Hardware - Integrated Facilities for LINUX (IFLs)

Integrated Facilities for LINUX (IFLs)
IBMs On/Off Capacity on Demand Offering

Integrated Facilities for LINUX (IFLs)
The Linux on the IBM mainframe System z9 and zSeries environment is a good, relatively inexpensive choice for high transaction applications requiring a high level of security and scalability. It can run on either z/OS or S/390 operating systems. The processing units, known as Integrated Facilities for Linux (IFLs) can be added as required to meet usage peaks and troughs.

The chief appeal is that it keeps you on your Z-Series IBM mainframe, which be honest, is where you want to be. Reliability, security and manageability are second to none and now you get all the benefits of a centralized virtual Linux open source "world" without a mess of multiple servers. Harnessing the virtualization technologies the mainframe is famous for and using Hipersockets for superfast virtual TCP/IP is really worth considering as an alternative to an ever more complex and "stressed" server to server network.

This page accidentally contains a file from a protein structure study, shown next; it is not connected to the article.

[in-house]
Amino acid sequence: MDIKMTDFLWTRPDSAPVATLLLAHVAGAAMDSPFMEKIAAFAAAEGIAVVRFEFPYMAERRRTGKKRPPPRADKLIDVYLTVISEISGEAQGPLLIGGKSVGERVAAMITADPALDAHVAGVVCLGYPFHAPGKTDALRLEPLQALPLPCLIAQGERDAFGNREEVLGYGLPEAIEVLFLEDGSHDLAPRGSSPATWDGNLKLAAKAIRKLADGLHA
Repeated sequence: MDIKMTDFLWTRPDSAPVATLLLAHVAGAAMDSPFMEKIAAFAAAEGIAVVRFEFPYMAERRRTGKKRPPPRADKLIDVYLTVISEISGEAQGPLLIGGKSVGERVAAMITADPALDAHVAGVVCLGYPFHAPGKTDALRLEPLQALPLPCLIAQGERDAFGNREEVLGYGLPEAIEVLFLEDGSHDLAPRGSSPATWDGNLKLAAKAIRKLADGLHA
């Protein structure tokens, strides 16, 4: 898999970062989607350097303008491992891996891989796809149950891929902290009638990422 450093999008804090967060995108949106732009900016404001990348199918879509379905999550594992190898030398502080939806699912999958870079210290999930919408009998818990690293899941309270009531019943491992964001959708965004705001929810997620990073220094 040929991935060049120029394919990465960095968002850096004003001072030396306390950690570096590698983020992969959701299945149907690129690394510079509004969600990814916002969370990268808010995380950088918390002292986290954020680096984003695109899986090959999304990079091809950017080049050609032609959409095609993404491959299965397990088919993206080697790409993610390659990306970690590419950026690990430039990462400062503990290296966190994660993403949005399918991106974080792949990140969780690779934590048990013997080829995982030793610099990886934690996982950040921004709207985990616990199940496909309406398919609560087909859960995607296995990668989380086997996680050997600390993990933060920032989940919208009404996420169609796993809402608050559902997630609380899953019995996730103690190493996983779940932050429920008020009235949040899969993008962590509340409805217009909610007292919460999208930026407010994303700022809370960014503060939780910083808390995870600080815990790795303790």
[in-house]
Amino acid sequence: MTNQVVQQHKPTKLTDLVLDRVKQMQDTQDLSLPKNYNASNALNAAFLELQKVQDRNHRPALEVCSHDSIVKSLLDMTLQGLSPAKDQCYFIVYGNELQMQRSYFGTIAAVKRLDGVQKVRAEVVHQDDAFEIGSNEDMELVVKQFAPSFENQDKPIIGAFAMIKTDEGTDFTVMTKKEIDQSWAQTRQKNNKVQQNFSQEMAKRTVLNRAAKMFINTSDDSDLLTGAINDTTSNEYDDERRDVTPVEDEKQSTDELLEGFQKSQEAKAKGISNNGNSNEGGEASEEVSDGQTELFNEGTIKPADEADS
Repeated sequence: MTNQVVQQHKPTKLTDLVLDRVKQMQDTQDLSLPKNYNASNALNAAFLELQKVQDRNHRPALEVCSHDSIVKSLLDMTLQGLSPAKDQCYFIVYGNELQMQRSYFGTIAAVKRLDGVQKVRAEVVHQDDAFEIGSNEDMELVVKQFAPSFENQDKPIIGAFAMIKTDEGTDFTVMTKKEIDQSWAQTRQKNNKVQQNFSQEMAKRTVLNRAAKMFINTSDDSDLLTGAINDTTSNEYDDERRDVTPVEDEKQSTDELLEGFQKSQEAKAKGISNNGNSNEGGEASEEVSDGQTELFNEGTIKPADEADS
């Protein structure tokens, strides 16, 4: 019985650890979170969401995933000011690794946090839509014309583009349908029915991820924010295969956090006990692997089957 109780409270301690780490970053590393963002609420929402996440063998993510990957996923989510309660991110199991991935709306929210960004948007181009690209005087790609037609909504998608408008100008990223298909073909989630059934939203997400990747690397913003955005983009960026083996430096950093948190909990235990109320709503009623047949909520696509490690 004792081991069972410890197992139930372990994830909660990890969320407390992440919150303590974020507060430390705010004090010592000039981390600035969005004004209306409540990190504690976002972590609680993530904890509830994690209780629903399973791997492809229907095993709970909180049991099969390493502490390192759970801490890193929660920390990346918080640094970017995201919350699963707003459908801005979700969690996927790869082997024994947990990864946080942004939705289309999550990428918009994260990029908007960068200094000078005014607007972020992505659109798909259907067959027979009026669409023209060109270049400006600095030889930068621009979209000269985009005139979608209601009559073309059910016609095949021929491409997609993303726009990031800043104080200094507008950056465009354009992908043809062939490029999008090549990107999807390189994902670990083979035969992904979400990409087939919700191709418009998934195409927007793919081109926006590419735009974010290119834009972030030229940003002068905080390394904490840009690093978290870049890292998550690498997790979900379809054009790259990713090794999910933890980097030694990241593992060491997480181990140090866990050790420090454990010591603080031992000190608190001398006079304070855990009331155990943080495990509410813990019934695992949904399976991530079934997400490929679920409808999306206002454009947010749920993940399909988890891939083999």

1. IFLs are significantly less expensive than z/OS CPUs on the same mainframe and the fee is one-off.
2. Your MSU rating and your zSeries model designation are unchanged when running extra Linux applications on IFLs, leaving you in the very pleasant position of owing IBM no extra charges.
3. Centralising on the mainframe rather than going for the traditional plethora of non-scalable servers reduces software, labour, network hardware and other costs. These costs savings can be significant - do not be one of the many companies and organisations that do no sufficiently take this into account.

For a detailed look at why a strategic combination of DB2 Connect and zLinux is a particularly strong proposition, take a look at the article by Paul C. Zikopoulos, BA, MBA. You will also find here useful discussion of Hipersockets technology and IBMs "On Demand" offering.

For a history and quite detailed discussion of zLinux and IFLs written in straightforward Engish you cannot do much better than go to WIKIPEDIA.

Continue: IBMs On/Off Capacity on Demand offering >>>